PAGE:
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Nortel warns Telstra winners

Nortel Networks was disappointed to miss out in Telstra's recent round of billion dollar networking hardware contracts, but last week warned the winners they had better shape up or face being shipped out. Back in November, Telstra chose Cisco, Ericsson and Alcatel as key vendors to participate in a raft of billion dollar network buildouts around the nation.
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Written by Renai LeMay on
Nortel Networks was disappointed to miss out in Telstra's recent round of billion dollar networking hardware contracts, but last week warned the winners they had better shape up or face being shipped out.

Back in November, Telstra chose Cisco, Ericsson and Alcatel as key vendors to participate in a raft of billion dollar network buildouts around the nation.

"That was a disappointment. That was an area that we were looking to expand on," Nortel's Australia and New Zealand president Mark Stevens said in an interview with ZDNet Australia last week.

"The big onus on the people that won those contracts is to be able to deliver and demonstrate what they can achieve," he warned his competitors.

Stevens said despite the defeat Nortel would continue to seek the heavyweight's business in different areas.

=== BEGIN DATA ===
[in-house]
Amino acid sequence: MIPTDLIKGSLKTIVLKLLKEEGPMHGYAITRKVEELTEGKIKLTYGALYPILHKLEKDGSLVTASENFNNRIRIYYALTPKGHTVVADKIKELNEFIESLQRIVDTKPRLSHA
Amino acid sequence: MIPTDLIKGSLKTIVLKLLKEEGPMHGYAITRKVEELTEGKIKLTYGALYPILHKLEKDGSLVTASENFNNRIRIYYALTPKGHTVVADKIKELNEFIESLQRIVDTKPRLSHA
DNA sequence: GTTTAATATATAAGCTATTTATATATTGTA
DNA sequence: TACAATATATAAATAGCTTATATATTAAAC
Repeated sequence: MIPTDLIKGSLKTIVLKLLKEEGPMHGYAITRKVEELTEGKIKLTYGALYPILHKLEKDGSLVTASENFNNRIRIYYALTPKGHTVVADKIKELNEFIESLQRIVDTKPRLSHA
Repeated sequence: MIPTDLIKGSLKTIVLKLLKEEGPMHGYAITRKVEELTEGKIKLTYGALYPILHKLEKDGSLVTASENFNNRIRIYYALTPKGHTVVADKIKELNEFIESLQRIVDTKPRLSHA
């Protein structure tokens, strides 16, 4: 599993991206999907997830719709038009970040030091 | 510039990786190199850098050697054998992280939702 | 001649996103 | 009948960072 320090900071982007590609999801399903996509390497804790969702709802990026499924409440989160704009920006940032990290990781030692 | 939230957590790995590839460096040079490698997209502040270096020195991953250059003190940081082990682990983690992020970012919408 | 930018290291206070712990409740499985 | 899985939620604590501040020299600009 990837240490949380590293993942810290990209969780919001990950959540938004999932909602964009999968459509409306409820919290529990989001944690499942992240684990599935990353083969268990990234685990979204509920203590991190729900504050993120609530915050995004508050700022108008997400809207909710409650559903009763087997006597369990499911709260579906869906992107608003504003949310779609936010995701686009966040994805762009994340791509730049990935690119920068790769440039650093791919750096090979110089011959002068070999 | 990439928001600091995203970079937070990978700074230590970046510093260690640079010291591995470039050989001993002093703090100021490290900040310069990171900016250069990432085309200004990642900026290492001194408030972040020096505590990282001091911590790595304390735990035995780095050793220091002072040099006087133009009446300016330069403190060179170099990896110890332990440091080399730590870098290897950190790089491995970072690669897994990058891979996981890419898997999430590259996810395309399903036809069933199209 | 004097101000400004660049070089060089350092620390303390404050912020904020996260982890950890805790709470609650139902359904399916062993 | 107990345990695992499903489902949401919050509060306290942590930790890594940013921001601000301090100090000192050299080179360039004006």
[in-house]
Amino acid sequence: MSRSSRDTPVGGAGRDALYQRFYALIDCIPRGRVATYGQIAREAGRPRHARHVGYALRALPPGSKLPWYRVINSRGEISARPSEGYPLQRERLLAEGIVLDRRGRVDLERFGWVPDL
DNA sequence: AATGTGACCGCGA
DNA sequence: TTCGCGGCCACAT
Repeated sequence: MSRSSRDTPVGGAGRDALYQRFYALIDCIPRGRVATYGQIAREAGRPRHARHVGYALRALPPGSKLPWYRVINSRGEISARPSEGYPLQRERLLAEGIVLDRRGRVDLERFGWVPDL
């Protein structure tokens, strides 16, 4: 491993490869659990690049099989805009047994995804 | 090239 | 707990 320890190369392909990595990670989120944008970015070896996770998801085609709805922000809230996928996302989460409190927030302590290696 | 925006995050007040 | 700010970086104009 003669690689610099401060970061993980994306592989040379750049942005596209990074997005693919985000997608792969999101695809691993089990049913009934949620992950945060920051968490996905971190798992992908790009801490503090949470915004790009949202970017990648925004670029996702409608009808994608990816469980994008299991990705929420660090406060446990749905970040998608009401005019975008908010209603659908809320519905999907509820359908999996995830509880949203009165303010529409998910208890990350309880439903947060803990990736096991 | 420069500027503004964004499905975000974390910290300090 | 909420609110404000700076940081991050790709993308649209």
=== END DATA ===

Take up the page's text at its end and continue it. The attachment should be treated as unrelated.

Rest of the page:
"Literally last week I was talking to some senior Telstra people about some other areas which we could be exploring, particularly as we start talking about some of the software capabilities of our switches," he said.

He also pointed out Nortel was still providing hardware for Telstra's mobile telephony CDMA network, including EV-DO hardware which upgrades the network for wireless broadband. The network is gradually being replaced by Ericsson with a higher-speed third-generation (3G) equivalent.

"If you were to talk to Telstra, they would see the prime mechanism by which they will get market share in the short term is by deploying EV-DO, and they will continue to do that," said Stevens.

Stevens also claimed an increasingly hostile attitude from Telstra towards its wholesale customers since the telco's new management came on board in the middle of last year was driving other opportunities for Nortel.

"Alternate operators are trying to figure out where they sit in the market place and what they need to do," he said. "In the past, they might have leased services or infrastructure, now maybe they'll build."

Stevenson said Nortel was working with virtually all of the tier two telcos.

In the same interview, Stevenson outlined Nortel's intent to do more business with Cisco stalwart Alphawest, capitalising on what Stevens said was a good relationship with the services company's new owner, Optus.

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